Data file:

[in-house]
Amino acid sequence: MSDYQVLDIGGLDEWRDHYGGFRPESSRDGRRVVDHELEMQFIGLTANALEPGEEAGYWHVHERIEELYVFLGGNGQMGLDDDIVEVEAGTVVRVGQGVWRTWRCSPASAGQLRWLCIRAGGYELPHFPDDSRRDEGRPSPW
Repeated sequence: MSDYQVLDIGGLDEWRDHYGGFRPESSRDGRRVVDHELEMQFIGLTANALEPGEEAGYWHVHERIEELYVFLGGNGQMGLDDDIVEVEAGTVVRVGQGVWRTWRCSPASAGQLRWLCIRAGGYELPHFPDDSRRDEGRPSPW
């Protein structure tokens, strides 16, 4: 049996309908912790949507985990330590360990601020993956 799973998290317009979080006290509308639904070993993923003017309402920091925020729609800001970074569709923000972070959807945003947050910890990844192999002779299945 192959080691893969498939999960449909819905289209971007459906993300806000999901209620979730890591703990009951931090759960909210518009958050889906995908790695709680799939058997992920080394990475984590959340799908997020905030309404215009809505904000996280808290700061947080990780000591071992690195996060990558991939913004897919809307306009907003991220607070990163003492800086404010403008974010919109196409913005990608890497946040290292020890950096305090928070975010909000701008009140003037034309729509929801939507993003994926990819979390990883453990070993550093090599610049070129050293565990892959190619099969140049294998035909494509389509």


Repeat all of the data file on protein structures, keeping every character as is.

[in-house]
Amino acid sequence: MSDYQVLDIGGLDEWRDHYGGFRPESSRDGRRVVDHELEMQFIGLTANALEPGEEAGYWHVHERIEELYVFLGGNGQMGLDDDIVEVEAGTVVRVGQGVWRTWRCSPASAGQLRWLCIRAGGYELPHFPDDSRRDEGRPSPW
Repeated sequence: MSDYQVLDIGGLDEWRDHYGGFRPESSRDGRRVVDHELEMQFIGLTANALEPGEEAGYWHVHERIEELYVFLGGNGQMGLDDDIVEVEAGTVVRVGQGVWRTWRCSPASAGQLRWLCIRAGGYELPHFPDDSRRDEGRPSPW
């Protein structure tokens, strides 16, 4: 049996309908912790949507985990330590360990601020993956 799973998290317009979080006290509308639904070993993923003017309402920091925020729609800001970074569709923000972070959807945003947050910890990844192999002779299945 192959080691893969498939999960449909819905289209971007459906993300806000999901209620979730890591703990009951931090759960909210518009958050889906995908790695709680799939058997992920080394990475984590959340799908997020905030309404215009809505904000996280808290700061947080990780000591071992690195996060990558991939913004897919809307306009907003991220607070990163003492800086404010403008974010919109196409913005990608890497946040290292020890950096305090928070975010909000701008009140003037034309729509929801939507993003994926990819979390990883453990070993550093090599610049070129050293565990892959190619099969140049294998035909494509389509």